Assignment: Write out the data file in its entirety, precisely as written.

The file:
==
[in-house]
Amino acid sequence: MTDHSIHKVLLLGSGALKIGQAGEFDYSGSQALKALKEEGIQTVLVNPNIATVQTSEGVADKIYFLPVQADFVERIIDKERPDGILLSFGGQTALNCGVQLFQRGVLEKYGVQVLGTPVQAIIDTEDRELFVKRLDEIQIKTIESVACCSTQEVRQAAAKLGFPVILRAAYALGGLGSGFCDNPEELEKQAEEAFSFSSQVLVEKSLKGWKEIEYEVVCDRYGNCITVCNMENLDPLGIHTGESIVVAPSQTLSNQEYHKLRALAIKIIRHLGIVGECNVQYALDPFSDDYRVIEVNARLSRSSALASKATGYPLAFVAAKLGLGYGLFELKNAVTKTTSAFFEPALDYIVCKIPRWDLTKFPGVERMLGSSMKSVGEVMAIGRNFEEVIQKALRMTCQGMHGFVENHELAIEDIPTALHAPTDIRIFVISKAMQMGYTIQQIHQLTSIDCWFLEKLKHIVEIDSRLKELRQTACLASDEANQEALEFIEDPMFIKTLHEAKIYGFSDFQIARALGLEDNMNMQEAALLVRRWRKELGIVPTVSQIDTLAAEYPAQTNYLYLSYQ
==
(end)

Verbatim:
[in-house]
Amino acid sequence: MTDHSIHKVLLLGSGALKIGQAGEFDYSGSQALKALKEEGIQTVLVNPNIATVQTSEGVADKIYFLPVQADFVERIIDKERPDGILLSFGGQTALNCGVQLFQRGVLEKYGVQVLGTPVQAIIDTEDRELFVKRLDEIQIKTIESVACCSTQEVRQAAAKLGFPVILRAAYALGGLGSGFCDNPEELEKQAEEAFSFSSQVLVEKSLKGWKEIEYEVVCDRYGNCITVCNMENLDPLGIHTGESIVVAPSQTLSNQEYHKLRALAIKIIRHLGIVGECNVQYALDPFSDDYRVIEVNARLSRSSALASKATGYPLAFVAAKLGLGYGLFELKNAVTKTTSAFFEPALDYIVCKIPRWDLTKFPGVERMLGSSMKSVGEVMAIGRNFEEVIQKALRMTCQGMHGFVENHELAIEDIPTALHAPTDIRIFVISKAMQMGYTIQQIHQLTSIDCWFLEKLKHIVEIDSRLKELRQTACLASDEANQEALEFIEDPMFIKTLHEAKIYGFSDFQIARALGLEDNMNMQEAALLVRRWRKELGIVPTVSQIDTLAAEYPAQTNYLYLSYQ